And, I have tried to use them for photography lights, purchased a few in Dollar Tree.
But, these are all spot light, pointed directly at something like a flashlight, they are pointer lights. Have you used one that is battery operated that diffuses enough to light a corner of a room almost like an incandescent light? Then, it need to be small, about the size of an apple, and clip on beds headstands. I can make it clip using a hanger, so the most needed is diffuse, and battery, prefer 2 double aa, because my recharge system is set up.
Sounds right. Lasting for years. Batteries, the alkaline non rechargeable type, die eventually just sitting on a shelf. The usual quote is 7 years shelf life, but reality is probably 5-6 years, because the definition of "dead" varies. Once the voltage drops below a particular level, it doesn't matter if there are still milliampere-hours left at that lower voltage. What matters is whatever you were powering with the battery won't work at that lower voltage. So it's dead in 5-6 yrs on a shelf rather than 7.
Double AA batteries, alkaline (which is most now, non rechargeable), have about 2800 milliampere hours in them. You never get to use all of that 2800 because of the drop in voltage problem just described, but 2600 is a good rule of thumb. That's 2600 mamp-hrs at 1.5 volts or (amps X volts = watts) about 3.9 watt hours. Two of them will usually be in series (not parallel) to get volts up to 3.0, which means it's still 2600 mamp-hrs, but at 3V. And so, 7.8 watt hours.
A generic white LED consumes about 50 milliwatts in operation so leaving it on all day long would consume only 0.050 watts X 24 hrs =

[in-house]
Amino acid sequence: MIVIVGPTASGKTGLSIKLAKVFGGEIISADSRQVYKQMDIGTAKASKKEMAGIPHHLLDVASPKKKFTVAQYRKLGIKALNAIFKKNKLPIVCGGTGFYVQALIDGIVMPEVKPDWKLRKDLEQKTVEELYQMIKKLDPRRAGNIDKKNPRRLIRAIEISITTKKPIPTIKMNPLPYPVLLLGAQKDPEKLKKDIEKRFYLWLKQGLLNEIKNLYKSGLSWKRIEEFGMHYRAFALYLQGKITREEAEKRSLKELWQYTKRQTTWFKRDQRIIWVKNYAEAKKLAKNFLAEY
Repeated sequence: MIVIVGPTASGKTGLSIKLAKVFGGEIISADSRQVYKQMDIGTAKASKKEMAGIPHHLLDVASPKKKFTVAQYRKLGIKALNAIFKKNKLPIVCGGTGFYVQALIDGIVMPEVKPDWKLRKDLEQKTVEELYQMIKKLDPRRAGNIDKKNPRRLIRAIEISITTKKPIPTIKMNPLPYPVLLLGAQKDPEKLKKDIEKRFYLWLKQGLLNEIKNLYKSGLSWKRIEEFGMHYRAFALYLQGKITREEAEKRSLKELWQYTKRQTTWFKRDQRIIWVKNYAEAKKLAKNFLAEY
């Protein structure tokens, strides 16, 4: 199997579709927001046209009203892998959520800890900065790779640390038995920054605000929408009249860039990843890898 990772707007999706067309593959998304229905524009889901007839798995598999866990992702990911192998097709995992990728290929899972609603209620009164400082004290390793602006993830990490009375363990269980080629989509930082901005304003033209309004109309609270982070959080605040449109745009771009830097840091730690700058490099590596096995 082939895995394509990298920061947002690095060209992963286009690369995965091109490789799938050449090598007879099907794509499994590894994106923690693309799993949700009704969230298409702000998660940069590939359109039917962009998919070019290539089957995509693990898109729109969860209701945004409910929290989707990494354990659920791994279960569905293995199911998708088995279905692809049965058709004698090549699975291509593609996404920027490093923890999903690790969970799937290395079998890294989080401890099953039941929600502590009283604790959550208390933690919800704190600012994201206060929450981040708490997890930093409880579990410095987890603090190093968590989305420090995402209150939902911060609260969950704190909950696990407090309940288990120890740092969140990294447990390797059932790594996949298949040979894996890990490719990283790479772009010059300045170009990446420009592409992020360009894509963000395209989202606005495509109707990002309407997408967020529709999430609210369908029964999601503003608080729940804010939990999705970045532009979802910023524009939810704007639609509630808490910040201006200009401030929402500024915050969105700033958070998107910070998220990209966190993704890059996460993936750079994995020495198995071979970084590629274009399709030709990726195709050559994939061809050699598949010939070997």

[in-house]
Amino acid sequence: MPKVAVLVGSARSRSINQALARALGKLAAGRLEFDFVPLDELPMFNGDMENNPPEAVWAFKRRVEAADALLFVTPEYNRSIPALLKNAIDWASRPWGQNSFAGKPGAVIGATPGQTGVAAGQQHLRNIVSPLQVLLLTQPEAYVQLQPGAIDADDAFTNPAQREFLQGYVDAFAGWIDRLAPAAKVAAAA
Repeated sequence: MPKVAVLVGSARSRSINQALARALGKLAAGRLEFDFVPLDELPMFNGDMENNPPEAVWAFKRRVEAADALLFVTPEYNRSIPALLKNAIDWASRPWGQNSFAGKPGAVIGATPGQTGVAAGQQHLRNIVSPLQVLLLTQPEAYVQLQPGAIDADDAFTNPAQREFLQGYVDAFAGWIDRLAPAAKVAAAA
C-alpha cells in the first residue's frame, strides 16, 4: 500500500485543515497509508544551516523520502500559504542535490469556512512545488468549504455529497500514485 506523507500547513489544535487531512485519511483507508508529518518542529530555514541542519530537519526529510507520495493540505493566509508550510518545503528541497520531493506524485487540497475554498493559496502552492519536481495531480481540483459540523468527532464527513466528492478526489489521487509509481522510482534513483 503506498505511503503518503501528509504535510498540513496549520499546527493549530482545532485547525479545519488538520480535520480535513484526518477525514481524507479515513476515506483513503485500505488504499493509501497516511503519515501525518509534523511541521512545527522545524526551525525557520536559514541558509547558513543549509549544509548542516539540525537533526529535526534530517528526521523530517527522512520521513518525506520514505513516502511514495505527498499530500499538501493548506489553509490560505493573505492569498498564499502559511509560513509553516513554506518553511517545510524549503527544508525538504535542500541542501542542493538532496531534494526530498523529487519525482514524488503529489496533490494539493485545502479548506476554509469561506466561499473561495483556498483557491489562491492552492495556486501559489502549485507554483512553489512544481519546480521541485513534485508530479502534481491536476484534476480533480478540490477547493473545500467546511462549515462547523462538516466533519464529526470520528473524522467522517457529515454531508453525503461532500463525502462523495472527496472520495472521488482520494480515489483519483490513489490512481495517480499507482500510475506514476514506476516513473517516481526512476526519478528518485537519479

1.2 watt hours. Basically if you leave it on 24/7, then 7 is what you're going to get, 7 days. You aren't going to do that. Congrats on including such a thing in your security kit thing. Any traveler, even one who stays in upscale hotels sometimes when feeling splurgy, should have such a thing in his bag. You can forget it. It WILL work when you need it, and you eventually will.
Amazon has some clipable such things for the bill of a baseball cap for reading. Couple of bucks. I don't think personally in terms of reading with an LED because of Nexus tablets or Kindle or whatever one has. They are backlit, but I have heard people say they need ambient light to make them tolerable.
An interesting tidbit about all this you may like. Typically the Nobel Prize for Physics is given out each year to some academic who wins for some study that is so deep that only people in the field have any idea what it is about. But a few weeks ago, early October, the Nobel Prize for Physics this year was awarded to three Japanese guys who developed the blue/white LED that made these light sources possible at damn near no power consumption. Now THAT was maybe the most deserved prize I have seen.